The school offers one-, two- and four-day cookery courses (both residential and non-residential), a balance of hands-on cooking and demonstrations. All of the schools one-day courses (except the Fish Market course) consist of four practical sessions, where youll be cooking hands-on, guided by the chefs. In line with Ricks philosophy, the day centres around lunch, beginning at 9am with a demonstration, after which students cook a variety of dishes before sitting down at lunchtime to enjoy their dishes. One of the chefs will also give a demonstration in the afternoon.

The most popular course is the Original Fish and Shellfish, but there are a range of courses on offer that have developed over time to incorporate new recipes and techniques influenced by Ricks experiences of cooking around the world. These include everything from Italian, French and Thai Fish Cookery, to Classic Seafood Dishes, Summer Cooking, Friends for Dinner and even Childrens Cookery courses. Some specialise in cooking recipes from Ricks BBC television series Mediterranean Escapes, French Odyssey and the latest programme, Far Eastern Odyssey.

Stir-fried salt and pepper squid with red chilli and spring onion

Serves 4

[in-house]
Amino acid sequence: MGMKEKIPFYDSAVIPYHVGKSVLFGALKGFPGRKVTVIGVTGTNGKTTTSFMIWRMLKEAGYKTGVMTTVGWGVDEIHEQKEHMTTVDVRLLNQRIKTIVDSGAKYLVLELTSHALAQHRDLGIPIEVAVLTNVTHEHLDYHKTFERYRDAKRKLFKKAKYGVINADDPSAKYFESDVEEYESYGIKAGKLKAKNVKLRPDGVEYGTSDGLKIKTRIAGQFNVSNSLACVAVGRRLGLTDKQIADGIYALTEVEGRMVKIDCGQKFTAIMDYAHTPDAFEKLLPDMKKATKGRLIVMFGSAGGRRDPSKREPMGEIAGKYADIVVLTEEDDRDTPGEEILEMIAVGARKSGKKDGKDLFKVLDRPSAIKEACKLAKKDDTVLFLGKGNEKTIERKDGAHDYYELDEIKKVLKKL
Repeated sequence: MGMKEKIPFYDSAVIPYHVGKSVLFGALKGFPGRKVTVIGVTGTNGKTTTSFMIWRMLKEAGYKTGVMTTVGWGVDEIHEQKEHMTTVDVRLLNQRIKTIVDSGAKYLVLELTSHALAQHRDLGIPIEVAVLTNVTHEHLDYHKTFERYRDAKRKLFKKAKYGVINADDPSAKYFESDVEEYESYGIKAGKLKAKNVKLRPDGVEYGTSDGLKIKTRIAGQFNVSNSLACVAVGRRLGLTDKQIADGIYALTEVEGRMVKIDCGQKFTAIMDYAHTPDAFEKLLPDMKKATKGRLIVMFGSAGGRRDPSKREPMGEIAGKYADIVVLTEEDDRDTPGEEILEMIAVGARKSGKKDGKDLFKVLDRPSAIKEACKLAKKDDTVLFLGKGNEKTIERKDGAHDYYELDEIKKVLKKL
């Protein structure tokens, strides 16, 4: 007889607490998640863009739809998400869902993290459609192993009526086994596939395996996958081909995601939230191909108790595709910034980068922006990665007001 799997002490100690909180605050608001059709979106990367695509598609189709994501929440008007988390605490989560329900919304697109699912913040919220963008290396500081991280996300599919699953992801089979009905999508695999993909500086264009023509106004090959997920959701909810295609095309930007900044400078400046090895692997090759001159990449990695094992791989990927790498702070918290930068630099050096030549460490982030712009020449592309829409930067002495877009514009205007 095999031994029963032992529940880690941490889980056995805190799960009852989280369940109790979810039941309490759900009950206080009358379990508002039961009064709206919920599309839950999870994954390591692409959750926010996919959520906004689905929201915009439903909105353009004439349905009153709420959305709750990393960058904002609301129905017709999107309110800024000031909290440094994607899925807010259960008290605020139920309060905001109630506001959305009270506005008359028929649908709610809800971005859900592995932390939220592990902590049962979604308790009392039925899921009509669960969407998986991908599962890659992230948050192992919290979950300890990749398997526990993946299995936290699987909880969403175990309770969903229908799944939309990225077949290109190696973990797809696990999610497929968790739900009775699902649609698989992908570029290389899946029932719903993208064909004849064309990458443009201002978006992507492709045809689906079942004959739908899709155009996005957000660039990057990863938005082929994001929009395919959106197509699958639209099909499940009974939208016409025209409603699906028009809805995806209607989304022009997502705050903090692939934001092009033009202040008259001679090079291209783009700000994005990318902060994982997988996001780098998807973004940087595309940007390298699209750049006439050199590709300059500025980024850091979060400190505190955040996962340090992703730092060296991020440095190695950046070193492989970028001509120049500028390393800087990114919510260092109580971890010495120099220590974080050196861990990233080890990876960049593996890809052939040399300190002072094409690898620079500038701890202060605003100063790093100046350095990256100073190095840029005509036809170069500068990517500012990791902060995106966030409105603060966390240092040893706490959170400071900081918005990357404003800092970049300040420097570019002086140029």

For the squid:

750g squid, unprepared
tsp black peppercorns
tsp sichuan peppercorns
1 tsp Maldon salt
1 medium-hot red finger chilli, thinly sliced (remove the seeds if you prefer the dish less hot)
3 spring onions, trimmed and sliced
1-2 tbsp sunflower oil

For the salad:

cucumber, peeled, halved and the seeds removed
50g fresh beansprouts
25g watercress sprigs, large stalks removed
2 tsp dark soy sauce
2 tsp roasted sesame oil
tsp caster sugar
Pinch of salt


1 Clean the squid and then cut along one side of each pouch and open out flat. Score the innerside into a diamond pattern with the tip of a small, sharp knife, then cut into 5cm (2in) squares. Separate the tentacles if large, and set both to one side.

2 Prepare the salad by cutting the cucumber lengthways into short, thin strips. Toss in a bowl with the beansprouts and watercress. Whisk together the soy sauce, sesame oil, sugar and salt.

3 Heat a heavy-based frying pan on a high heat, add the black and sichuan peppercorns and dry roast for a few seconds, shaking the pan now and then until they darken slightly and start to smell aromatic. Tip into a mortar, coarsely crush with the pestle then stir in the salt.

4 Heat a wok over a high heat until smoking. Add half the oil and half the squid and stir-fry for two minutes until lightly coloured. Tip onto a plate and then repeat with the rest of the oil and squid.

5 Return the first batch of squid to the wok, adding one teaspoon of the salt and pepper mixture. Toss together for ten seconds or so and then add the red chilli and spring onion. Repeat the process for the second half of the mixture.

6 Divide between four plates, making four small, neat piles slightly off centre. Dress the salad leaves with the dressing and pile a few alongside the squid. Serve immediately.

This recipe is taken from Rick Steins Seafood, courtesy of BBC Books, first published 2001 (rrp 25)

For a full list of one-, two- and four-day courses call 01841 532700, or visit